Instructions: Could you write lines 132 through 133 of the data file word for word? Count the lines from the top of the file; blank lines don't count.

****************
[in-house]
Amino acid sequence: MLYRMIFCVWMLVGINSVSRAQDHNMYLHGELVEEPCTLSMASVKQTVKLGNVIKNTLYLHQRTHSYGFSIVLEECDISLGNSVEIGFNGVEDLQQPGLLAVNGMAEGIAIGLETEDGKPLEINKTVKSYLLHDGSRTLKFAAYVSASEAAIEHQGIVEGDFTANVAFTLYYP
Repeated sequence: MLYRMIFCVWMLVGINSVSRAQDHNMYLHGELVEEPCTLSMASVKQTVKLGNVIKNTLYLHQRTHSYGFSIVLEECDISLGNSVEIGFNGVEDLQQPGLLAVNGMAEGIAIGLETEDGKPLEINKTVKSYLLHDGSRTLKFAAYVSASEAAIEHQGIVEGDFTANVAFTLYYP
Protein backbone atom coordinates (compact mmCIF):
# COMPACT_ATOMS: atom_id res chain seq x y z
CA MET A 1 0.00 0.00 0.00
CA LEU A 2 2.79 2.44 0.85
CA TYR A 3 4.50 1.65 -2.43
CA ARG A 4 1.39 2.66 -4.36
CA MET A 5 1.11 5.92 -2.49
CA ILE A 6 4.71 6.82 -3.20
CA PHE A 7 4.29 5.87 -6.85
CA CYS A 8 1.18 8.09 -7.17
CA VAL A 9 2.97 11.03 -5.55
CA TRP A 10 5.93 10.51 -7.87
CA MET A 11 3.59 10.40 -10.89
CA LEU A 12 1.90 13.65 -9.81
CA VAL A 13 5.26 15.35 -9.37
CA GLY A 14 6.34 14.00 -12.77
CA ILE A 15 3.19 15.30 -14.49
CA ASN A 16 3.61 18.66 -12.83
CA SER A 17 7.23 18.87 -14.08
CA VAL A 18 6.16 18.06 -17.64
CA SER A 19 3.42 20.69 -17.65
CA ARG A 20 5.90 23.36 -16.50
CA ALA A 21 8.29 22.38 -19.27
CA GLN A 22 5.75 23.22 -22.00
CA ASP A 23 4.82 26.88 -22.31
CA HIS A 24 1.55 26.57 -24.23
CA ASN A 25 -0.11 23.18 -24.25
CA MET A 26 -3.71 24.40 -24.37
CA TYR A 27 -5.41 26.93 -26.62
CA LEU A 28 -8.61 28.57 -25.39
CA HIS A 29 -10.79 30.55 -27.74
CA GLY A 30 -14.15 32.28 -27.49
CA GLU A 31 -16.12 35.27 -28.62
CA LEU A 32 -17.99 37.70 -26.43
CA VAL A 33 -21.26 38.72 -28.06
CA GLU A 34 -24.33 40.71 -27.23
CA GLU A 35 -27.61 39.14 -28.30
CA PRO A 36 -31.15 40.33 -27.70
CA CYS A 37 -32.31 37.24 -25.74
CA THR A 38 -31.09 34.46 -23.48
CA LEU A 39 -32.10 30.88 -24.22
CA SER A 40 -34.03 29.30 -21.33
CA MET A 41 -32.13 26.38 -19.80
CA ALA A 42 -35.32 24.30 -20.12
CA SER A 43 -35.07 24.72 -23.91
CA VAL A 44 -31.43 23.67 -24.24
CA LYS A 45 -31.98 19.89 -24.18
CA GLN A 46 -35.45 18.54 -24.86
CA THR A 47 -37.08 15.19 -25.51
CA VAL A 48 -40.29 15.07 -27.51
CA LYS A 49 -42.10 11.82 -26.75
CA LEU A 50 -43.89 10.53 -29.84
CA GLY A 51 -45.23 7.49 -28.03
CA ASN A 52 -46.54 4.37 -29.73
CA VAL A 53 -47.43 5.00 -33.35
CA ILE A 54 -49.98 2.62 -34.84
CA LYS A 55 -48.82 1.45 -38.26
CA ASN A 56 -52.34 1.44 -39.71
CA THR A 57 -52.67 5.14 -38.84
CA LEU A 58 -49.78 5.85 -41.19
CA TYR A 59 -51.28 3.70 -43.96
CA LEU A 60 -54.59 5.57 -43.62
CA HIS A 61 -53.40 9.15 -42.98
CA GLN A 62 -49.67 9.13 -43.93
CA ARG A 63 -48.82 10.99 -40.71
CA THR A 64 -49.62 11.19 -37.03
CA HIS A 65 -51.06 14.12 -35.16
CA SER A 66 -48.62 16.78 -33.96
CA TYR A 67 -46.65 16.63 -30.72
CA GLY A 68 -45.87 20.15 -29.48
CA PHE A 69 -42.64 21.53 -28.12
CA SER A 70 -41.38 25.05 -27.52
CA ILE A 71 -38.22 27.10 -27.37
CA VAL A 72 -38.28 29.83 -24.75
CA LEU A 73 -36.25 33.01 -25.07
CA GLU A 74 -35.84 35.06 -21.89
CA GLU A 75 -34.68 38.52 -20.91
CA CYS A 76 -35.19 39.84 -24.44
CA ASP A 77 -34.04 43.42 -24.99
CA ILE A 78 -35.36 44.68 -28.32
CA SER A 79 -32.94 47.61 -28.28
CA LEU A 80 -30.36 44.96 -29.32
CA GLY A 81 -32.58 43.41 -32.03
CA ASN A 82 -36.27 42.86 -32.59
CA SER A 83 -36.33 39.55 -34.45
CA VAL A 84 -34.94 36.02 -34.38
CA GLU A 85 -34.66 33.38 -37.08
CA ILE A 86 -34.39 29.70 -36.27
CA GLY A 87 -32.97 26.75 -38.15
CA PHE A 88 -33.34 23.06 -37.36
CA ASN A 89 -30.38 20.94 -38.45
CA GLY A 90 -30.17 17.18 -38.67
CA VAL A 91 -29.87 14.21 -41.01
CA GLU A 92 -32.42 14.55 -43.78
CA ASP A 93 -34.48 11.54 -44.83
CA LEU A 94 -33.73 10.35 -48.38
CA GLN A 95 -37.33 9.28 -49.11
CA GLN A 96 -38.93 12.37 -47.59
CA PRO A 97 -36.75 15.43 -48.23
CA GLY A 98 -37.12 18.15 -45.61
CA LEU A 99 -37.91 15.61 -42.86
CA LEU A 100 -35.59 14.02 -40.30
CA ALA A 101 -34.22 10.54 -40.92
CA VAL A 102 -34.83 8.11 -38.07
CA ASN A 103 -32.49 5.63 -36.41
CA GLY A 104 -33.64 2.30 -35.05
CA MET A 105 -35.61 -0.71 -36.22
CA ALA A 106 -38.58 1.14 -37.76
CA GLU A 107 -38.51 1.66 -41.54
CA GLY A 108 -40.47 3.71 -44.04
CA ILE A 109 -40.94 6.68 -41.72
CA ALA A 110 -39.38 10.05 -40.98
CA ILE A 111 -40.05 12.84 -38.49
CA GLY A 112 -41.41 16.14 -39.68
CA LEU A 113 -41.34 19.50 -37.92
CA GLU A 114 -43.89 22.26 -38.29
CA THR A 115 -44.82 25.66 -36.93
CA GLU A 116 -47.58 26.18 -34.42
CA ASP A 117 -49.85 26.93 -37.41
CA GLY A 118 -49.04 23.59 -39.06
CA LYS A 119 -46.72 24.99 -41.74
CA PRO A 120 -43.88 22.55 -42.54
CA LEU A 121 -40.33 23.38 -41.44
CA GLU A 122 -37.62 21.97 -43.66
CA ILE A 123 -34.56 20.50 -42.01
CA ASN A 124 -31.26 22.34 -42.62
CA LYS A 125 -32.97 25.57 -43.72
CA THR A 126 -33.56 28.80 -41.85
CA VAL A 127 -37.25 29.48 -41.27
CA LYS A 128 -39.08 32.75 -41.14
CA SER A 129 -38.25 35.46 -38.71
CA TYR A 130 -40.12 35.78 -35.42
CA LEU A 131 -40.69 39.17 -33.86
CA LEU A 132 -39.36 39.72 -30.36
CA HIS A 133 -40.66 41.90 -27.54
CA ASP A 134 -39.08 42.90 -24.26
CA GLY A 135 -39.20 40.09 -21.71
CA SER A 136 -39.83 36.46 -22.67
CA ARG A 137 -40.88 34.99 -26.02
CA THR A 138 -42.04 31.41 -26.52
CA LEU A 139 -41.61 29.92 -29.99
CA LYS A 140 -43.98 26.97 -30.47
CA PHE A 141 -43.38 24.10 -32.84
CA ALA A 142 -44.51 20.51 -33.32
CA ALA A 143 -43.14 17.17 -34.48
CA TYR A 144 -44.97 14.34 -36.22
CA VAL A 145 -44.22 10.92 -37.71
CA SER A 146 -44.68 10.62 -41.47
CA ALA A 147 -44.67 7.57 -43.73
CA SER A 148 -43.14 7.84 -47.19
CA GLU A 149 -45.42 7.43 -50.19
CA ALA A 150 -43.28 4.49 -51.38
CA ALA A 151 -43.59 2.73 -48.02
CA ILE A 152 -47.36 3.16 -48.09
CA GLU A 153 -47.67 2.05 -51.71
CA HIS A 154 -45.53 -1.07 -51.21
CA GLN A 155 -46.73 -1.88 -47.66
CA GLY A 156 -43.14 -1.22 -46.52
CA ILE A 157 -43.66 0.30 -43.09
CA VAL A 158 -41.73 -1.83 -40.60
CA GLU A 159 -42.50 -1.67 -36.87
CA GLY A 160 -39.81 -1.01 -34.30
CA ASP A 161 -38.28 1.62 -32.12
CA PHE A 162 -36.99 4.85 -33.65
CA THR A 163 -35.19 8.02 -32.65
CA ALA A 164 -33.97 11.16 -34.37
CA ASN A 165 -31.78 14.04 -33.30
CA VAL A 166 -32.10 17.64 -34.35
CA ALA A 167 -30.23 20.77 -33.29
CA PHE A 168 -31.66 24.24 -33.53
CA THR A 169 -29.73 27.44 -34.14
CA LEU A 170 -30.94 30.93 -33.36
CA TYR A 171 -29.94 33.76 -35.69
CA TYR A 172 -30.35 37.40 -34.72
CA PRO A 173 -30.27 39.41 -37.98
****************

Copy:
CA VAL A 127 -37.25 29.48 -41.27
CA LYS A 128 -39.08 32.75 -41.14